Jalapralaya, Jala-pralaya: 6 definitions
Jalapralaya means something in Hinduism, Sanskrit, Marathi. If you want to know the exact meaning, history, etymology or English translation of this term then check out the descriptions on this page. Add your comment or reference to a book if you want to contribute to this summary article.
Purana and Itihasa (epic history)Source: archive.org: Puranic Encyclopedia
Jalapralaya (जलप्रलय).—In all the Asiatic Purāṇas, reference to an ancient great flood, with slight changes occurs. According to Hindu Purāṇas this great flood took place before Mahāviṣṇu took the incarnation of Matsya. In the Holy Bible which is the scripture of the Christians, the story of the great flood is allied to the story of the Noah. (See under Avatāra). This story occurs in the Babylonian literature also. The book 'Gilgamish' which is as old as the Ṛgveda, is considered to be the oldest in the world. The theme of the Gilgamish is the travel of a man named Gilgamish. This story is written in twelve clay-tablets. After 1850, the scientists of England who carried on an archaeological research, found in the library of Ancient Nineveh, the most famous in the ancient world, these twelve tablets along with twentythousand other tablets, all of which were in good condition. This library was built by the King Aśurbānipāl in 7th century B.C., on a very high place on the bank of the river Tigris, in the ancient Nineveh. (See full article at Story of Jalapralaya from the Puranic encyclopaedia by Vettam Mani)
The Purana (पुराण, purāṇas) refers to Sanskrit literature preserving ancient India’s vast cultural history, including historical legends, religious ceremonies, various arts and sciences. The eighteen mahapuranas total over 400,000 shlokas (metrical couplets) and date to at least several centuries BCE.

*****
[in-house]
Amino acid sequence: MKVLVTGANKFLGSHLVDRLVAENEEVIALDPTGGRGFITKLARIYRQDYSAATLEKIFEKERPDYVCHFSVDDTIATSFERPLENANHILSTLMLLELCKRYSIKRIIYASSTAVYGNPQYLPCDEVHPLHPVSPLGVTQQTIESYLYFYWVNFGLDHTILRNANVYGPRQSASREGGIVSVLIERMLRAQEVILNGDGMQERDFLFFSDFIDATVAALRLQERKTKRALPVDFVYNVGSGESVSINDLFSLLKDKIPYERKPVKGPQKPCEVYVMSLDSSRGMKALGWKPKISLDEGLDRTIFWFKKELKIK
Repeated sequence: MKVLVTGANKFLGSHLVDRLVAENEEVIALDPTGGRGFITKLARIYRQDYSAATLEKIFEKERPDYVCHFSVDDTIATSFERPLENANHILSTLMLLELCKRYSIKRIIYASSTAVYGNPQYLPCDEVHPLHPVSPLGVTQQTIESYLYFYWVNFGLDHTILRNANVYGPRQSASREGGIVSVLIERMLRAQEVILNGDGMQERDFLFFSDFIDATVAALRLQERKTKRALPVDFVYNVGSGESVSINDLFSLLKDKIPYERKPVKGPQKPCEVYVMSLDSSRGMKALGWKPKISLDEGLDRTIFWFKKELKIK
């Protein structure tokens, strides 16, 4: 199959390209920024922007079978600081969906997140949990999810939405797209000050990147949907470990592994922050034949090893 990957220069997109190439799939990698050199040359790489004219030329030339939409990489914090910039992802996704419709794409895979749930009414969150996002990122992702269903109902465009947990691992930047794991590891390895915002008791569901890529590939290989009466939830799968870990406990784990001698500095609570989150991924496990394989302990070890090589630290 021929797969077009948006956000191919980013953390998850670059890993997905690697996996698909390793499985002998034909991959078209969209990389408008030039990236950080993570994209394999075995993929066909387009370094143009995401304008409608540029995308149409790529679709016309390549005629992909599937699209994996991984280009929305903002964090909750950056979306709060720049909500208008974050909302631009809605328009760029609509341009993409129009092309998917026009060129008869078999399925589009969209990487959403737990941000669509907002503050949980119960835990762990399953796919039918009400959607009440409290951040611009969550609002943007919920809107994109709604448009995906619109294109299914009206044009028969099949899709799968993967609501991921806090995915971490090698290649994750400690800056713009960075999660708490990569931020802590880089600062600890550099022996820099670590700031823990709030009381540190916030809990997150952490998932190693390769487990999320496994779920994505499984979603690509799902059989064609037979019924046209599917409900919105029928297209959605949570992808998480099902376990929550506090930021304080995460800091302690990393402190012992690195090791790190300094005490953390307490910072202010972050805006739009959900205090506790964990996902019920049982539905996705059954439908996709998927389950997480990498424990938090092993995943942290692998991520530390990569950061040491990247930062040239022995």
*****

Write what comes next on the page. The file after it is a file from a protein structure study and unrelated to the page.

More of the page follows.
Languages of India and abroad
Marathi-English dictionarySource: DDSA: The Molesworth Marathi and English Dictionary
jalapralaya (जलप्रलय).—m (S) A destroying deluge or inundation.Source: DDSA: The Aryabhusan school dictionary, Marathi-English
jalapralaya (जलप्रलय).—m A destroying deluge or in- undation.
Marathi is an Indo-European language having over 70 million native speakers people in (predominantly) Maharashtra India. Marathi, like many other Indo-Aryan languages, evolved from early forms of Prakrit, which itself is a subset of Sanskrit, one of the most ancient languages of the world.
Sanskrit dictionarySource: DDSA: The practical Sanskrit-English dictionary
Jalapralaya (जलप्रलय).—destruction by water.
Derivable forms: jalapralayaḥ (जलप्रलयः).
Jalapralaya is a Sanskrit compound consisting of the terms jala and pralaya (प्रलय).Source: Cologne Digital Sanskrit Dictionaries: Monier-Williams Sanskrit-English Dictionary
Jalapralaya (जलप्रलय):—[=jala-pralaya] [from jala] m. destruction by water, [Horace H. Wilson]
Sanskrit, also spelled संस्कृतम् (saṃskṛtam), is an ancient language of India commonly seen as the grandmother of the Indo-European language family (even English!). Closely allied with Prakrit and Pali, Sanskrit is more exhaustive in both grammar and terms and has the most extensive collection of literature in the world, greatly surpassing its sister-languages Greek and Latin.
Kannada-English dictionarySource: Alar: Kannada-English corpus
Jalapralaya (ಜಲಪ್ರಲಯ):—[noun] = ಜಲಪ್ರಳಯ [jalapralaya].
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1) [noun] a great flood or heavy rainfall.
2) [noun] (myth.) the deluge supposed to annihilate the universe at the time of dissolution.
Kannada is a Dravidian language (as opposed to the Indo-European language family) mainly spoken in the southwestern region of India.
See also (Relevant definitions)
Search found 2 books and stories containing Jalapralaya, Jala-pralaya, Jalapraḷaya, Jala-praḷaya; (plurals include: Jalapralayas, pralayas, Jalapraḷayas, praḷayas). You can also click to the full overview containing English textual excerpts. Below are direct links for the most relevant articles: